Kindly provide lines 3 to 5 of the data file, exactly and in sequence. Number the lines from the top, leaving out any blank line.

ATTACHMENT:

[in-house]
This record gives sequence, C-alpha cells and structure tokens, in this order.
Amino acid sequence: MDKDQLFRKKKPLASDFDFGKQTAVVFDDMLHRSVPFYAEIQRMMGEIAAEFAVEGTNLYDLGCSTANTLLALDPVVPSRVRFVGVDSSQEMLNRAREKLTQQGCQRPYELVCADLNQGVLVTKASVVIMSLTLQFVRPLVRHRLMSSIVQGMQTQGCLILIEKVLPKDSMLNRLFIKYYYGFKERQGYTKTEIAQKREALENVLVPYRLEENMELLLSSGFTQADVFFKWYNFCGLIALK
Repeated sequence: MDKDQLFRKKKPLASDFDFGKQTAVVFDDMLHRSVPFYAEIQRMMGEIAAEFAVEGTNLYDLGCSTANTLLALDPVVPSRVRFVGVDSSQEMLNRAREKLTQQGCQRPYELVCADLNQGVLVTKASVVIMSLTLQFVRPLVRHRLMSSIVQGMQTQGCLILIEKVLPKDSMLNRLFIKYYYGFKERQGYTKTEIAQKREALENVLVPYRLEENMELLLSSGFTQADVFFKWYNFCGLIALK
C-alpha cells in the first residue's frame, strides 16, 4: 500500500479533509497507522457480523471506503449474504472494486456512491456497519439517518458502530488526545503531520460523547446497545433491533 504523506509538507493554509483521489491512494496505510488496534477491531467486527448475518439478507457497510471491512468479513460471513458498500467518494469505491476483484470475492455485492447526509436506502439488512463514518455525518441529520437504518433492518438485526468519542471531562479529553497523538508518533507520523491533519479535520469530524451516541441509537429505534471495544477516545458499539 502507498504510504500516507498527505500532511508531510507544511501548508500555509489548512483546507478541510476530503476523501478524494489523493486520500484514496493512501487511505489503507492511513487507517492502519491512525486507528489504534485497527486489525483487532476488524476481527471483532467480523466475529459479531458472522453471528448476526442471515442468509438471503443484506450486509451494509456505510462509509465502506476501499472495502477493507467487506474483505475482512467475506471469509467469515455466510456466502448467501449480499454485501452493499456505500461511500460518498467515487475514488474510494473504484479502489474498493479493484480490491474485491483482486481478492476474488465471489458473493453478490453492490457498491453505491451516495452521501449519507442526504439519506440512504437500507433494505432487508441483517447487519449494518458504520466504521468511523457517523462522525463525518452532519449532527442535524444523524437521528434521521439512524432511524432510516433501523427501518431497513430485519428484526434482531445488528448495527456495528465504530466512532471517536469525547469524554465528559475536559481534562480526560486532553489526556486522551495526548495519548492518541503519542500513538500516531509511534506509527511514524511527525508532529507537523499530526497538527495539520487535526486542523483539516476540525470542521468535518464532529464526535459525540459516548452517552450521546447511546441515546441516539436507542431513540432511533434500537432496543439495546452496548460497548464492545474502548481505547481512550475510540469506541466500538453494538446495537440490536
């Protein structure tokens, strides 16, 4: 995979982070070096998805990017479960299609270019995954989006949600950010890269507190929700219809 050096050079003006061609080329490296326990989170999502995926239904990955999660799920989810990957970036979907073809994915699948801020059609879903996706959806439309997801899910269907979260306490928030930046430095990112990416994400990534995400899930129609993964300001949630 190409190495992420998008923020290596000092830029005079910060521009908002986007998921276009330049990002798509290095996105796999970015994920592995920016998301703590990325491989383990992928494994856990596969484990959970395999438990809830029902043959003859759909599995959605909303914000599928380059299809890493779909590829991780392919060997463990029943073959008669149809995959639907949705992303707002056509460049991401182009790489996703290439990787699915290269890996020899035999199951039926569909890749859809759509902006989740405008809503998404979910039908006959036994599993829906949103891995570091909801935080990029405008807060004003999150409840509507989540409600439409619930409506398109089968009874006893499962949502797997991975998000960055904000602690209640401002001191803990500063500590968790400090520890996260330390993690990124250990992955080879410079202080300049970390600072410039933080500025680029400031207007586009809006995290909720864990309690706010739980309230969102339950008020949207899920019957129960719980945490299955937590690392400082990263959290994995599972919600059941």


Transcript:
Amino acid sequence: MDKDQLFRKKKPLASDFDFGKQTAVVFDDMLHRSVPFYAEIQRMMGEIAAEFAVEGTNLYDLGCSTANTLLALDPVVPSRVRFVGVDSSQEMLNRAREKLTQQGCQRPYELVCADLNQGVLVTKASVVIMSLTLQFVRPLVRHRLMSSIVQGMQTQGCLILIEKVLPKDSMLNRLFIKYYYGFKERQGYTKTEIAQKREALENVLVPYRLEENMELLLSSGFTQADVFFKWYNFCGLIALK
Repeated sequence: MDKDQLFRKKKPLASDFDFGKQTAVVFDDMLHRSVPFYAEIQRMMGEIAAEFAVEGTNLYDLGCSTANTLLALDPVVPSRVRFVGVDSSQEMLNRAREKLTQQGCQRPYELVCADLNQGVLVTKASVVIMSLTLQFVRPLVRHRLMSSIVQGMQTQGCLILIEKVLPKDSMLNRLFIKYYYGFKERQGYTKTEIAQKREALENVLVPYRLEENMELLLSSGFTQADVFFKWYNFCGLIALK
C-alpha cells in the first residue's frame, strides 16, 4: 500500500479533509497507522457480523471506503449474504472494486456512491456497519439517518458502530488526545503531520460523547446497545433491533 504523506509538507493554509483521489491512494496505510488496534477491531467486527448475518439478507457497510471491512468479513460471513458498500467518494469505491476483484470475492455485492447526509436506502439488512463514518455525518441529520437504518433492518438485526468519542471531562479529553497523538508518533507520523491533519479535520469530524451516541441509537429505534471495544477516545458499539 502507498504510504500516507498527505500532511508531510507544511501548508500555509489548512483546507478541510476530503476523501478524494489523493486520500484514496493512501487511505489503507492511513487507517492502519491512525486507528489504534485497527486489525483487532476488524476481527471483532467480523466475529459479531458472522453471528448476526442471515442468509438471503443484506450486509451494509456505510462509509465502506476501499472495502477493507467487506474483505475482512467475506471469509467469515455466510456466502448467501449480499454485501452493499456505500461511500460518498467515487475514488474510494473504484479502489474498493479493484480490491474485491483482486481478492476474488465471489458473493453478490453492490457498491453505491451516495452521501449519507442526504439519506440512504437500507433494505432487508441483517447487519449494518458504520466504521468511523457517523462522525463525518452532519449532527442535524444523524437521528434521521439512524432511524432510516433501523427501518431497513430485519428484526434482531445488528448495527456495528465504530466512532471517536469525547469524554465528559475536559481534562480526560486532553489526556486522551495526548495519548492518541503519542500513538500516531509511534506509527511514524511527525508532529507537523499530526497538527495539520487535526486542523483539516476540525470542521468535518464532529464526535459525540459516548452517552450521546447511546441515546441516539436507542431513540432511533434500537432496543439495546452496548460497548464492545474502548481505547481512550475510540469506541466500538453494538446495537440490536